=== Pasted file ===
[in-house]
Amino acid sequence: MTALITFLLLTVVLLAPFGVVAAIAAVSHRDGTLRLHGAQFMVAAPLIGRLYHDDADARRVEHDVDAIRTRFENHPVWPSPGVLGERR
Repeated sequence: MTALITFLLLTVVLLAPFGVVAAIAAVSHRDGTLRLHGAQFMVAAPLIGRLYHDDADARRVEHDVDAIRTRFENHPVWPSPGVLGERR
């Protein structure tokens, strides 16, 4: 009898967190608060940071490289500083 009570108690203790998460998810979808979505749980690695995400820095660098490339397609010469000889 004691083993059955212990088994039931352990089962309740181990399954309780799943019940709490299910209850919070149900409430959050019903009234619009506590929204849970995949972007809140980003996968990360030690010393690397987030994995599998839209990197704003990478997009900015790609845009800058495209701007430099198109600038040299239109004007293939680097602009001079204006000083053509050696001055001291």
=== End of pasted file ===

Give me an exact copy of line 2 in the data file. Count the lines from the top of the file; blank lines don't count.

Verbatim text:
Amino acid sequence: MTALITFLLLTVVLLAPFGVVAAIAAVSHRDGTLRLHGAQFMVAAPLIGRLYHDDADARRVEHDVDAIRTRFENHPVWPSPGVLGERR